Garry Gilliam's been at it again this week: Giving back to the remarkable school that gave him the opportunities to earn a scholarship to Penn State and eventually an unlikely place on the Seahawks.
By now you likely know his story, which, honestly, I cannot write about enough: A single, tremendously hard-working and proud mother raising Garry and his special-needs older brother in a bad part of Harrisburg, Pennsylvania's capital city. Thelma "Vene" Shifflett sending her younger son away at age seven, alone to Milton Hershey School, a residency school down the road in Hershey founded more than a century ago by the famous chocolatier. She giving him a chance to succeed in life that she wasn't seeing for him at their home.
He seized it.
Garry lived with host parents among other disadvantaged children at Milton Hershey. He woke before dawn to finish chores. He became an A-student during the day before practices for football and track after school. He bulled through all that then five knee surgeries, three different coaching staffs and playing two positions while at Penn State to become the second Milton Hershey graduate to reach the NFL. He surprisingly made the Seahawks last summer as an undrafted free-agent offensive tackle -- then caught a touchdown pass on the fake-field goal pass of Jon Ryan to spark Seattle's miraculous comeback past Green Bay in overtime of last month's NFC championship game. Without his fourth-down catch in the end zone for the team's first score of the game late in the third quarter, the Seahawks likely would not have rallied from 16-0 down over the final 20 minutes plus overtime to make a second consecutive Super Bowl.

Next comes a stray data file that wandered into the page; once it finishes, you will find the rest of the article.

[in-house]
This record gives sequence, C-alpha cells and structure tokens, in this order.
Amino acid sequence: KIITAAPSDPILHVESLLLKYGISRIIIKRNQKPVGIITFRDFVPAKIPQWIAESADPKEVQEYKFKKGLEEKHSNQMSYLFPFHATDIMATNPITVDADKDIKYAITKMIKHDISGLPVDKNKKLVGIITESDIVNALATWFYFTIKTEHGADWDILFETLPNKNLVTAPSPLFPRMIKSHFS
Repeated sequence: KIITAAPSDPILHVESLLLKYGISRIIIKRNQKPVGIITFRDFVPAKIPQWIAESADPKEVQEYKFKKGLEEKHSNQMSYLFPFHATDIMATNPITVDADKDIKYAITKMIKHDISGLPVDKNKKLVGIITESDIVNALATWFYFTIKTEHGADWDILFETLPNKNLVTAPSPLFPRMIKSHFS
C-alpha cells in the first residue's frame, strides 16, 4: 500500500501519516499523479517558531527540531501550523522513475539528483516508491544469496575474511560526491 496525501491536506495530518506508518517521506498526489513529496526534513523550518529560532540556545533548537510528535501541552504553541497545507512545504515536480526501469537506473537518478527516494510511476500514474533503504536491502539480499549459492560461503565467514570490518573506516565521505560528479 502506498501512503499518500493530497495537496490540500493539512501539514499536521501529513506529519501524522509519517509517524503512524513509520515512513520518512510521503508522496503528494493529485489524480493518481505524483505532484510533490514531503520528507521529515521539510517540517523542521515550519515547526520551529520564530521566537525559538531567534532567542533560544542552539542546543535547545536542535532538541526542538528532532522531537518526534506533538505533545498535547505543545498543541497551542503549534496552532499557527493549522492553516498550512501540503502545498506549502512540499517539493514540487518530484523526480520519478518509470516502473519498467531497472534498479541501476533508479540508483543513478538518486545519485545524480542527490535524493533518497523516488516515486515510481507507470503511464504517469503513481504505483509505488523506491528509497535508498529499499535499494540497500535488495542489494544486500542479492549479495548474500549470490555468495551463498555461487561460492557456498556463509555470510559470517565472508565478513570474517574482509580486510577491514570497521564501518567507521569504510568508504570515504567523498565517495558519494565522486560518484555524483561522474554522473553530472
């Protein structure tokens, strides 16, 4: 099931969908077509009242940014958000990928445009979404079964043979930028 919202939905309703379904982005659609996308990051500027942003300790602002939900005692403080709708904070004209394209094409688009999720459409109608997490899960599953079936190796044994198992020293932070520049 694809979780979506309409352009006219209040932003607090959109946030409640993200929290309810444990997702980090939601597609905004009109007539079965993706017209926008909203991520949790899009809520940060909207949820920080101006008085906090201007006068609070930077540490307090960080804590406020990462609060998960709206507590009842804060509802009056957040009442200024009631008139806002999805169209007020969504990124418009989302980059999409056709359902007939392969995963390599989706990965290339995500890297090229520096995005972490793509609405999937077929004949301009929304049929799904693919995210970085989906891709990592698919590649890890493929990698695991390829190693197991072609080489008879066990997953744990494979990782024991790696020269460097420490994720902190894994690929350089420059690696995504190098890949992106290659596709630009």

All the while, he keeps going back to Milton Hershey, giving knowledge, experience and hope to the same tough-luck kids he was once. He was there again this week, in his Seahawks gear, visiting students and faculty and former host parents. He was brought to tears -- again. He's talking about starting a charity to help those afflicted with cerebral palsy.
Gilliam just keeps giving.
(Thanks to Mrs. Christine Halliday's second-grade class at Milton Hershey for posting this video on its cool Twitter page, @Mrs.HallidaysClass):
Photographer Jeremy Long of the Lebanon Daily News in Pennsylvania sent me this gallery of pictures from Gilliam's visit.
Milton Hershey has become something of a "12th Man Pennsylvania" outpost back east. Kids wear "79 Gilliam" Seahawks jerseys to school. School staff produced good-luck videos for Gilliam before this month's Super Bowl. The school rented its city's 10,000-seat hockey arena for a Garry Gilliam tailgate party and game viewing party the day of the Super Bowl. His mother and older brother flew to Arizona to attend the game, the once on-his-own 7-year old playing in the biggest game there is, in front of the largest television audience in U.S. history (114.4 million), plus 10 of millions more around the world.
Alas, the Seahawks left Gilliam inactive for the Super Bowl because it needed active players at other positions. But that doesn't change how much of a hero and example he is to a school of kids trying to follow him out of Milton Hershey into a greater life.
"Milton Hershey saved my life -- literally," Gilliam said. "I was dealt a bad hand. And my mom has the courage to put me in this school. And I chose to succeed."